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Do you know the actual definition of co-sleeping?

 
lady-J-Rock

Asked by lady-J-Rock at 1:21 PM on Feb. 11, 2010 in Just for Fun

Level 11 (592 Credits)
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Answers (13)
  • Cosleeping is sleeping in close proximity to your child, whether that be in a bassinet near your bed, or in your bed, or in a sidecar. Bed sharing is when baby is IN your bed.
    Krysta622

    Answer by Krysta622 at 3:07 PM on Feb. 11, 2010

  • Is Cosleeping Safe?


    Despite the possible pros, the U.S. Consumer Product Safety Commission (CPSC) warns parents not to place their infants to sleep in adult beds, stating that the practice puts babies at risk of suffocation and strangulation. And the American Academy of Pediatrics (AAP) agrees.

    Anonymous

    Answer by Anonymous at 1:49 PM on Feb. 11, 2010

  • yes
    Anonymous

    Answer by Anonymous at 1:49 PM on Feb. 11, 2010

  • Big mistake???
    Anonymous

    Answer by Anonymous at 1:52 PM on Feb. 11, 2010

  • OK what is the true definition of co sleeping?
    lady-J-Rock

    Answer by lady-J-Rock at 2:04 PM on Feb. 11, 2010

  • My daughter slept in my waterbed with me and was just fine. No one should sleep soundly when they have the baby in their bed because it could be dangerous, especially if there are two people.
    sharonfuller

    Answer by sharonfuller at 2:09 PM on Feb. 11, 2010

  • ok Sharon that is not a definition of it.
    lady-J-Rock

    Answer by lady-J-Rock at 2:25 PM on Feb. 11, 2010

  • Co-sleeping, also called the family bed, is a practice in which babies and young children sleep with one or both parents, as opposed to a separate infant bed. It is standard practice in many parts of the world, and is practiced by a significant minority in countries where infant beds are also used.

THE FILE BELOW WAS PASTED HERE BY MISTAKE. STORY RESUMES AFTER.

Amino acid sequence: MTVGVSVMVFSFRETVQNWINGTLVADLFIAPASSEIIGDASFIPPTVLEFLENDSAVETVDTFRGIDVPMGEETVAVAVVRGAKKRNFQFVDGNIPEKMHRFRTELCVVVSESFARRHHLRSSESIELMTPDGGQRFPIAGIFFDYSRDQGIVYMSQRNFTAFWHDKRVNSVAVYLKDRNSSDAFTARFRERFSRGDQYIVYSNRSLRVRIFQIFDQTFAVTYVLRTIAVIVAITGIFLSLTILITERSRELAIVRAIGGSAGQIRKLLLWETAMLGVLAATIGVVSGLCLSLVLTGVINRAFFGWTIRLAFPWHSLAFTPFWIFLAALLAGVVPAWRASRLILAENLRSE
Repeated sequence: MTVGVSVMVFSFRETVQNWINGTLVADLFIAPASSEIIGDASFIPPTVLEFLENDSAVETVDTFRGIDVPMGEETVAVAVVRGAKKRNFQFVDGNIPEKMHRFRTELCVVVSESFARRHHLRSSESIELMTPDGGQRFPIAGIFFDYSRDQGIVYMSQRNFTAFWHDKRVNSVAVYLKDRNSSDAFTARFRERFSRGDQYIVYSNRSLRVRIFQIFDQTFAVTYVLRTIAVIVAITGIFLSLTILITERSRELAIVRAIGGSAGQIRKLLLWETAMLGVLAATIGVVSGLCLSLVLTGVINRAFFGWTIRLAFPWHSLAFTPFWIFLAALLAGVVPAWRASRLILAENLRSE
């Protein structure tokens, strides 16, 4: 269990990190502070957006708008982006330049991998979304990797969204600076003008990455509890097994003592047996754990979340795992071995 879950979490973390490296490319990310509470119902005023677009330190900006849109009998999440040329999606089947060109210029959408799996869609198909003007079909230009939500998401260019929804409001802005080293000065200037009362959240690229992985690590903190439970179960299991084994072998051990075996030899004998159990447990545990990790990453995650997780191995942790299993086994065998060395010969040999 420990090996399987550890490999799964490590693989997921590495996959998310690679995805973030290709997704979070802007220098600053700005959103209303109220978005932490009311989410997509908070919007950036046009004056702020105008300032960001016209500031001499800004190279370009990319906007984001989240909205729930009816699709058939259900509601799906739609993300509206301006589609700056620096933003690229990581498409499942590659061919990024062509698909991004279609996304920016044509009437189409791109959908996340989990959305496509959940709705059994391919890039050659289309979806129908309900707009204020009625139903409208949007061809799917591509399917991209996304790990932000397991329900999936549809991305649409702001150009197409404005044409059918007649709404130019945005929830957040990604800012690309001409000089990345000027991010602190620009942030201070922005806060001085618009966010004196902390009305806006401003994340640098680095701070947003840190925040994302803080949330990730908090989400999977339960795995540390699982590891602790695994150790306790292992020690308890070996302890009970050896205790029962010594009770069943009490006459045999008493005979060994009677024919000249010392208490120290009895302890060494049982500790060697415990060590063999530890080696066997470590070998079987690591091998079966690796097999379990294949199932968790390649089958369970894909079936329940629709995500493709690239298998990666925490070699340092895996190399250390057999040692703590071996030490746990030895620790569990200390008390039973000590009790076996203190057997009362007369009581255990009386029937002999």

Anonymous

    Answer by Anonymous at 2:34 PM on Feb. 11, 2010

  • One study reported mothers getting more sleep by co-sleeping and breastfeeding than by other arrangements.[8]

    It has been argued that co-sleeping evolved over five million years, that it alters the infant's sleep experience and the number of maternal inspections of the infant, and that it provides a beginning point for considering possibly unconventional ways of helping reduce the risk of sudden infant death syndrome (SIDS).[9][10]

    Stress hormones are lower in mothers and babies who co-sleep, specifically the balance of the stress hormone cortisol, the control of which is essential for a baby's healthy growth.[11][12][13][14]

    In studies with animals, infants who stayed close to their mothers had higher levels of growth hormones and enzymes necessary for brain and heart growth.[15][16]

    Anonymous

    Answer by Anonymous at 2:36 PM on Feb. 11, 2010

  • nope anon your wrong.
    lady-J-Rock

    Answer by lady-J-Rock at 3:05 PM on Feb. 11, 2010